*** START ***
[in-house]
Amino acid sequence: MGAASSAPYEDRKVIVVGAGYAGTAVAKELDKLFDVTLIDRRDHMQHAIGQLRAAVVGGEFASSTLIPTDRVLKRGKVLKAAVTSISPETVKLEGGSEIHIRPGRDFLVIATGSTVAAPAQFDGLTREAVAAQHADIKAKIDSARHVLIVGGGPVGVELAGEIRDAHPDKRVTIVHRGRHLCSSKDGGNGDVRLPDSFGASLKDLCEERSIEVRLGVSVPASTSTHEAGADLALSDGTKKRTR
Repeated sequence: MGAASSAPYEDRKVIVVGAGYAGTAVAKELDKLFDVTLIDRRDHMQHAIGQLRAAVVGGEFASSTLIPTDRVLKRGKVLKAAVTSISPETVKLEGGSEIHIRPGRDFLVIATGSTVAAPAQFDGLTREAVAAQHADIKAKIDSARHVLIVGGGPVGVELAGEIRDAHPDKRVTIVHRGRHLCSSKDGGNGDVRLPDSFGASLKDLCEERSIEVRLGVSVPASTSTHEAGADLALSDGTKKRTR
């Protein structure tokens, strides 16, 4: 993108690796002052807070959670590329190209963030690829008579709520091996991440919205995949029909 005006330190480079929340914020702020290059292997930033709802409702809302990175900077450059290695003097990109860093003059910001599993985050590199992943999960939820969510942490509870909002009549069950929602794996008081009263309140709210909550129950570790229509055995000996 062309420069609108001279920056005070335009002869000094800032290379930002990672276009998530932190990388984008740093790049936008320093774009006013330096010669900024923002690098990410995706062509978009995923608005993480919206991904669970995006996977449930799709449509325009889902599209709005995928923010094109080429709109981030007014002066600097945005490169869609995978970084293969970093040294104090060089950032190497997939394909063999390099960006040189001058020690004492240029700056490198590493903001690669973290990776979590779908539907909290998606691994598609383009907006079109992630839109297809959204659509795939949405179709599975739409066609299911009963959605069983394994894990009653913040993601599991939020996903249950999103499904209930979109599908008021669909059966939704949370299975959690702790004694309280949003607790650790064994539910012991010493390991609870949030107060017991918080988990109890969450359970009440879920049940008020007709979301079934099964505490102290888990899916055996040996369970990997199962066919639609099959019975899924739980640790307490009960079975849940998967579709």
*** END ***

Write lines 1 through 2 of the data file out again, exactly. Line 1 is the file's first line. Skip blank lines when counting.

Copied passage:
[in-house]
Amino acid sequence: MGAASSAPYEDRKVIVVGAGYAGTAVAKELDKLFDVTLIDRRDHMQHAIGQLRAAVVGGEFASSTLIPTDRVLKRGKVLKAAVTSISPETVKLEGGSEIHIRPGRDFLVIATGSTVAAPAQFDGLTREAVAAQHADIKAKIDSARHVLIVGGGPVGVELAGEIRDAHPDKRVTIVHRGRHLCSSKDGGNGDVRLPDSFGASLKDLCEERSIEVRLGVSVPASTSTHEAGADLALSDGTKKRTR